Four highly correlated single-nucleotide polymorphisms (SNPs) (rs17646946, rs11803731, rs4845418, rs12130862; r2 > 0.8, D′ > 0.95 within the HapMap CEU sample) on chromosome 1q21.3 (Figure 1B) reached our genome-wide significance threshold of 5 × 10−8, which corrects for ~1 million independent common variants in the genome11 (Table 3, Figure S4). The association was found in all three samples, suggesting that the effect is robust to the age differences between the samples and that the liability threshold model accounted for the differences in the phenotypic definition across the samples. Meta-analysis of the three samples using an N (individuals)-weighted analysis in Metal (see Web Resources) resulted in highly significant p values for SNPs that are within this region and fall on a haplotype tagged by the directly genotyped SNP rs17646946 (p = 1.5 × 10−31) (Figures 1A and 1B, Table 3). The association in the 1q21.3 region is centered on the Trichohyalin gene TCHH and accounted for ~6% of the variance (Figure 1E, Table 3). Further analysis showed that association at the haplotype level did not offer additional predictive power. Including the best SNPs as covariates in the analyses yielded no further evidence of association, completely accounting for the signal at this locus (Figure S5). We found neither evidence for epistasis between these SNPs and any other SNP across the genome nor any heterogeneity between sexes (Figures S5 and S6). Finally, although analysis of copy-number variation (CNV) across the region in the adolescent sample found evidence for CNV in 18 individuals, it was too infrequent to explain the observed effect (Table S2). Table S3 lists all SNPs with a combined p value of less than 1 × 10−5 for the meta-analysis. A second region of suggestive association was observed on chromosome 4q21.21 (rs1268789; p = 6.58 × 10−8), centered on the Fraser syndrome 1 gene FRAS1. We also examined evidence for association within the meta-analysis for the list of 170 candidate genes published by Fujimoto et al.4 (Table S4). In addition to the association observed in the TCHH region, strong association signals were observed in WNT10A, associated with odonto-onycho-dermal dysplasia, which is characterised by dry hair and a broad range of ectodermal phenotypes12 (2q35; rs7349332; p = 1.36 × 10−6).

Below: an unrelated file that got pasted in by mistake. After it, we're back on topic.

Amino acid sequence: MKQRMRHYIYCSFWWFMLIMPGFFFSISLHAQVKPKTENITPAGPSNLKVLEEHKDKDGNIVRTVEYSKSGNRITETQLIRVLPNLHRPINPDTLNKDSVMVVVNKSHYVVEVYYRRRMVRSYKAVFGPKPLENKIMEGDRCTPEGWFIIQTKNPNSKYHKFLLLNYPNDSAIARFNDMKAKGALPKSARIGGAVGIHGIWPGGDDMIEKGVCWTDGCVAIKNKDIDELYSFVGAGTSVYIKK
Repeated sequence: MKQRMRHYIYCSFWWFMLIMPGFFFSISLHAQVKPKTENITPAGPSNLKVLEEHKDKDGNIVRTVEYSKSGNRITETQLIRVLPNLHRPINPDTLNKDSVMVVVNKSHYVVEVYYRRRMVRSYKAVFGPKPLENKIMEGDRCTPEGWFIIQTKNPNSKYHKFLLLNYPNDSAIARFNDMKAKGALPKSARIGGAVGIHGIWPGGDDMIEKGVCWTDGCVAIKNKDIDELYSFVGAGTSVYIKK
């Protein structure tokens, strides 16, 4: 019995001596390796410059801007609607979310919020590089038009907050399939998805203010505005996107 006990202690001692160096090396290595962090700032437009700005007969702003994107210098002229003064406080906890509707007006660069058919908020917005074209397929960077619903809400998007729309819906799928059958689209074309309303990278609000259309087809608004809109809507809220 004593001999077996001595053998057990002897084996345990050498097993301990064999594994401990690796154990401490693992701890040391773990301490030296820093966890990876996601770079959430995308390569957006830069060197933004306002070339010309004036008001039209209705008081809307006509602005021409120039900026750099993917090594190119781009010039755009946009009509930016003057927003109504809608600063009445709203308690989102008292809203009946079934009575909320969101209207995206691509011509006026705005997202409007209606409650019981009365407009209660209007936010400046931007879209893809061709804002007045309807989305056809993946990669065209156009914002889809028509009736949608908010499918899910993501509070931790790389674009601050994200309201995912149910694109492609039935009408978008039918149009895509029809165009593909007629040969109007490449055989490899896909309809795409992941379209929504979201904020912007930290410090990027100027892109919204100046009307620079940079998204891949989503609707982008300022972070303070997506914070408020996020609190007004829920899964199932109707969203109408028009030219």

Figure 1
Genome-wide Association Results
Table 3
Details of the Genome-wide Significant SNPs in the 1q21.3 Region across the Three Samples

Of the four most-associated SNPs in the 1q21 region, we focused on rs11803731 (p = 3.2 × 10−31), because this is a coding, nonsynonymous variant located in the third exon of TCHH (although more work is required for confirmation that this is the causal variant). The T allele at rs11803731 is the derived state and shows a striking geographic specificity to Europe and western-central Asia, reaching its highest frequency in Northern Europeans (Figure 1E), suggesting that the variant arose somewhere in this broad region. The modern frequency and distribution of de novo mutations will generally be determined by random genetic drift and migration. However, because rs11803731 influences a highly visible phenotype, it is an intuitively obvious target for natural or sexual selection.13 The EDAR gene that controls hair thickness shows one of the most convincing signatures of positive selection in the East Asian genome.4 rs11803731 is among the top 2.5% most-differentiated SNPs across the genome between Europeans and other Hapmap II populations (gauged by the FST-based locus-specific branch length test14). Although previous analysis of extended haplotype homozygosity patterns in the Human Genome Diversity Project (HGDP) cohort also shows tentative evidence of genetic hitchhiking for the 1q21.3 region in some European populations (ref. 15 and Figure S7), the overall evidence of selection is ambiguous. However, the genetic signatures of positive selection at individual loci, as detected with current tests, will vary depending on the timing, the strength of the selective event, the genomic characteristic of the region, and the genetic architecture (number, frequency, and effect size of causal loci) of the phenotype in question16 and thus may not be as obvious as those associated with other superficial traits. For example, the OCA2 gene region is a well-established target of selection17 and is known to influence human pigmentation traits, especially eye color.18,19